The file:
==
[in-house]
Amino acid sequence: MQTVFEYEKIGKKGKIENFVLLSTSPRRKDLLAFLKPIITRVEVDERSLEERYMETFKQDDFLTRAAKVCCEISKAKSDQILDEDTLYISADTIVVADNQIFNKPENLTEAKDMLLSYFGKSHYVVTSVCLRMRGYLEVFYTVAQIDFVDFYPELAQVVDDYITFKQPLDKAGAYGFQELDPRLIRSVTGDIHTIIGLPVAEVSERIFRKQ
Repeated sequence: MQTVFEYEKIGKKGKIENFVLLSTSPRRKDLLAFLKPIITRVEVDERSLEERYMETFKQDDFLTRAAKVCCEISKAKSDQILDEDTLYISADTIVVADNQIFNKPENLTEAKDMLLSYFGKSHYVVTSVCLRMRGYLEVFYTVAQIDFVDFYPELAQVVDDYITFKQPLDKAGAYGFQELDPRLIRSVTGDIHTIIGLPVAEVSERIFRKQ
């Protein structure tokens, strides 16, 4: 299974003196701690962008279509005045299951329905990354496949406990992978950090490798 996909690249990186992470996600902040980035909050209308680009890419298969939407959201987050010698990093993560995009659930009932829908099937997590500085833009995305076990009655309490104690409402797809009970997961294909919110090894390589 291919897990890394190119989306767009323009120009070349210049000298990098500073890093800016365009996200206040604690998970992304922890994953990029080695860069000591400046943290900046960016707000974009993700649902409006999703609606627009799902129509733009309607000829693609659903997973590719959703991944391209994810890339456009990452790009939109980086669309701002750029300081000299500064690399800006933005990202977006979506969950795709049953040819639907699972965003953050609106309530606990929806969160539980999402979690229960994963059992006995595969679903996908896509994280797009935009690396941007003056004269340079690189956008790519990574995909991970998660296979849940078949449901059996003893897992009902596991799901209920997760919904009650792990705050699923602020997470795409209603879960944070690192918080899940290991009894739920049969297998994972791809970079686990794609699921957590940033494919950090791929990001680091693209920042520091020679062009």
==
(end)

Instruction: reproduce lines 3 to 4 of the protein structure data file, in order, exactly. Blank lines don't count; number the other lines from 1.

Repeated sequence: MQTVFEYEKIGKKGKIENFVLLSTSPRRKDLLAFLKPIITRVEVDERSLEERYMETFKQDDFLTRAAKVCCEISKAKSDQILDEDTLYISADTIVVADNQIFNKPENLTEAKDMLLSYFGKSHYVVTSVCLRMRGYLEVFYTVAQIDFVDFYPELAQVVDDYITFKQPLDKAGAYGFQELDPRLIRSVTGDIHTIIGLPVAEVSERIFRKQ
């Protein structure tokens, strides 16, 4: 299974003196701690962008279509005045299951329905990354496949406990992978950090490798 996909690249990186992470996600902040980035909050209308680009890419298969939407959201987050010698990093993560995009659930009932829908099937997590500085833009995305076990009655309490104690409402797809009970997961294909919110090894390589 291919897990890394190119989306767009323009120009070349210049000298990098500073890093800016365009996200206040604690998970992304922890994953990029080695860069000591400046943290900046960016707000974009993700649902409006999703609606627009799902129509733009309607000829693609659903997973590719959703991944391209994810890339456009990452790009939109980086669309701002750029300081000299500064690399800006933005990202977006979506969950795709049953040819639907699972965003953050609106309530606990929806969160539980999402979690229960994963059992006995595969679903996908896509994280797009935009690396941007003056004269340079690189956008790519990574995909991970998660296979849940078949449901059996003893897992009902596991799901209920997760919904009650792990705050699923602020997470795409209603879960944070690192918080899940290991009894739920049969297998994972791809970079686990794609699921957590940033494919950090791929990001680091693209920042520091020679062009």